The stage was set with a chair and a microphone on Friday night at Mia Cuppa Caffe as first year Fresno State Master of Fine Arts Program creative writing students like Erica Hughes waited patiently for their names to be called to read their pieces for an audience for the first time.
MFA creative writing students gather every year for a Rough Drafts reading to showcase first year program members’ work. The program allows students to study literary theory and to obtain hands-on experience through workshops.
Through these workshop classes students can strengthen their pieces with the goal of eventually completing and submitting a manuscript to literary publishers and award organizations.
One by one students shared their original creative fiction, creative nonfiction or poetry. Each touched on an array of topics such as personal sanctuary, peace, pain, discrimination and grief.
Hughes, a poet within the program, discussed the aftermath of the event.
“It was natural,” Hughes said when asked to describe how it felt reading on stage. “I was a little nervous before. I’ve done readings prior to this so I sort of know what to expect from readings, but it was natural. I love to do it.”
From the perspective of the audience Hughes was calm and collected as she took the stage after a witty biography. The entire room welcomed her with smiles and cheers as she prepared to read three poems.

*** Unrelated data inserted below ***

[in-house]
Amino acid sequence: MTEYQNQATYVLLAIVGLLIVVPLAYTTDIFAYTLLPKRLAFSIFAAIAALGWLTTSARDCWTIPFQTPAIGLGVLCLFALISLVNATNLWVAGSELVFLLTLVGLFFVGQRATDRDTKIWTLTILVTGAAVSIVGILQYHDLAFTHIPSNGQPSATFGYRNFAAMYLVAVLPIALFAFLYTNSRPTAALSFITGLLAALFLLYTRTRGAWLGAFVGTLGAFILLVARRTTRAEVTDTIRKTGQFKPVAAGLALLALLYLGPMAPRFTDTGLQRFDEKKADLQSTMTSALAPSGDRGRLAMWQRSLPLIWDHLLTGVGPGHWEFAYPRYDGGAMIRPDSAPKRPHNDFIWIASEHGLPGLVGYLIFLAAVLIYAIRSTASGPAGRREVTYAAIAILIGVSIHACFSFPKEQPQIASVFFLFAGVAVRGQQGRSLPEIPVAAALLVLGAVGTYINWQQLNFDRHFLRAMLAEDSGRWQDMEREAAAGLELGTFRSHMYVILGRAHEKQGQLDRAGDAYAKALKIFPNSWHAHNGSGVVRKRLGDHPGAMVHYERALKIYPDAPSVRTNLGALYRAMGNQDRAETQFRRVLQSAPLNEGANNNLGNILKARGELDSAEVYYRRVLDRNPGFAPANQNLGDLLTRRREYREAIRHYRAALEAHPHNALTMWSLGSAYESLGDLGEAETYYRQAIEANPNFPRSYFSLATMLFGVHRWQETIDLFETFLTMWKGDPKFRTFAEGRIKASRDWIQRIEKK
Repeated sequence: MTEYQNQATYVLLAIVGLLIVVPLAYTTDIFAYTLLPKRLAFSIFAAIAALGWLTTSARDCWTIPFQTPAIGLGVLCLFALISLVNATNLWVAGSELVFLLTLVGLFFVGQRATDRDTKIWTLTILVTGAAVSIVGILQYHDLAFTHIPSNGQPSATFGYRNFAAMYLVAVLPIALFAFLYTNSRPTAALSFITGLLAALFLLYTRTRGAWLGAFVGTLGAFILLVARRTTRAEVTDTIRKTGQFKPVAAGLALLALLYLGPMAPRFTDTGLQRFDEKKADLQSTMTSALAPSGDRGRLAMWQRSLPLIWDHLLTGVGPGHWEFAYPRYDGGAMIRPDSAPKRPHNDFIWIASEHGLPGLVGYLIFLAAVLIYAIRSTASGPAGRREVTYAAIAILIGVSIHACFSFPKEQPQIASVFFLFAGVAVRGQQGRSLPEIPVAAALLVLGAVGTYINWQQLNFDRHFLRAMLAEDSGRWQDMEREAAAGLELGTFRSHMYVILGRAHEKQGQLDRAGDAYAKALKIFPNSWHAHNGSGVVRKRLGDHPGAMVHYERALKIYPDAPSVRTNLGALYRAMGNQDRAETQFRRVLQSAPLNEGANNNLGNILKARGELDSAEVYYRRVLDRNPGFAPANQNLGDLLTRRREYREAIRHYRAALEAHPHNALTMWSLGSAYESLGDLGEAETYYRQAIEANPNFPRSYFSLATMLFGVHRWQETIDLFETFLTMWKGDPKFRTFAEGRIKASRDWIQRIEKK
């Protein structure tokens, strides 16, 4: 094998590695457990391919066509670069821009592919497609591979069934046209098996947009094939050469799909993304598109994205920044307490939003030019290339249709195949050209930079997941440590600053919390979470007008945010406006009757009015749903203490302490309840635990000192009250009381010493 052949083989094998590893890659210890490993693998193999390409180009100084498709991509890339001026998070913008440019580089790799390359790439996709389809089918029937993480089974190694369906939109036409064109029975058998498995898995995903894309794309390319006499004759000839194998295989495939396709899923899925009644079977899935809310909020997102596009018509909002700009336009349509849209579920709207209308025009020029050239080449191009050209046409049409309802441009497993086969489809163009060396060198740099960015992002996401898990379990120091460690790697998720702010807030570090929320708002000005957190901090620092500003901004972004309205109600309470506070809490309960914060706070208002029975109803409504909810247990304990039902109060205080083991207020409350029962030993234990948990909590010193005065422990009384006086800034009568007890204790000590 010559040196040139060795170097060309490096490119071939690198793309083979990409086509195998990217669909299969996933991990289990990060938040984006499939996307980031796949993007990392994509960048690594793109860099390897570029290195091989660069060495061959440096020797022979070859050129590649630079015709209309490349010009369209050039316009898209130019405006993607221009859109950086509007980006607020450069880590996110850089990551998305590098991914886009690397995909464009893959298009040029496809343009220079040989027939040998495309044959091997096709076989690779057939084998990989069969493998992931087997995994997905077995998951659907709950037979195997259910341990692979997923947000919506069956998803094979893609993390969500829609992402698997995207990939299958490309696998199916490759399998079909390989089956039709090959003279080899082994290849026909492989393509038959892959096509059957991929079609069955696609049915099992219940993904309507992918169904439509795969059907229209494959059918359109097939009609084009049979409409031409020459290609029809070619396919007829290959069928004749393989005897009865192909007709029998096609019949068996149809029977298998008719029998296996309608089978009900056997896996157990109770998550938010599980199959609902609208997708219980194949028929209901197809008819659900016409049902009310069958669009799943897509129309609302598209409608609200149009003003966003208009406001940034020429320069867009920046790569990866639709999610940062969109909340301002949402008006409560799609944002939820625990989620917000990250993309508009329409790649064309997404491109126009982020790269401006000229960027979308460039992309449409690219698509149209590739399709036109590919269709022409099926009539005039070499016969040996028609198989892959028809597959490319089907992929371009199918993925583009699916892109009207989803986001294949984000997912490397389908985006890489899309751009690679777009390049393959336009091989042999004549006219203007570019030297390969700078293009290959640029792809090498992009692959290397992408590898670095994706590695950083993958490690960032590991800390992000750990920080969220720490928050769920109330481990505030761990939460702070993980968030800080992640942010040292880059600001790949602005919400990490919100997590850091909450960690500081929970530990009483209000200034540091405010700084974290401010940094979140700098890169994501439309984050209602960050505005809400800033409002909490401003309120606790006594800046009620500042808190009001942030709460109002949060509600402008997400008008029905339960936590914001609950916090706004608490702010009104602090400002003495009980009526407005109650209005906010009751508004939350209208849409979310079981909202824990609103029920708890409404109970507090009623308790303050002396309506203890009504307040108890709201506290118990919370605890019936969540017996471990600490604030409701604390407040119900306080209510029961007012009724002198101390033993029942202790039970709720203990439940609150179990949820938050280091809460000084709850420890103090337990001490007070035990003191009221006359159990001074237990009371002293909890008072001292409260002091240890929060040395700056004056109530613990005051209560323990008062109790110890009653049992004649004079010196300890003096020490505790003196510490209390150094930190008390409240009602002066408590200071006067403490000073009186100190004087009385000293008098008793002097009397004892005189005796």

“I’m notoriously a really bad titler,” Hughes said to provoke laughs from the audience. The room went quiet as she paused for a moment as she took a breath before beginning. Her first poem titled ‘Listening to America’ was emotional as it described the discriminatory horrors faced by the black community in America.
“I want my poems to provoke people to think more deeply about others around them. I want others to glean empathy for others in my poems,” Hughes said.
“I’ve had a lot of different eyes look at these pieces, and I’ve been mulling these pieces over between three to six months. I’ve been writing them for a long time, so I wanted to see reactions,” she said.
All eyes were on Hughes as the rest of her poems seemed to move the room to think, reflect and empathize.
While Hughes enjoyed writing poems as a child, her poetic endeavor took off 2 ½ years ago after taking a poetry class as an undergrad. “It really sort of stuck with me. I think it’s the most important part of my life because poetry is the foundation for all of literature,” Hughes said.
“It’s the most primitive part of ourselves. It’s how we understand the world. There’s this quote by William Wordsworth I believe that says ‘All good prose is poetry,’” she said.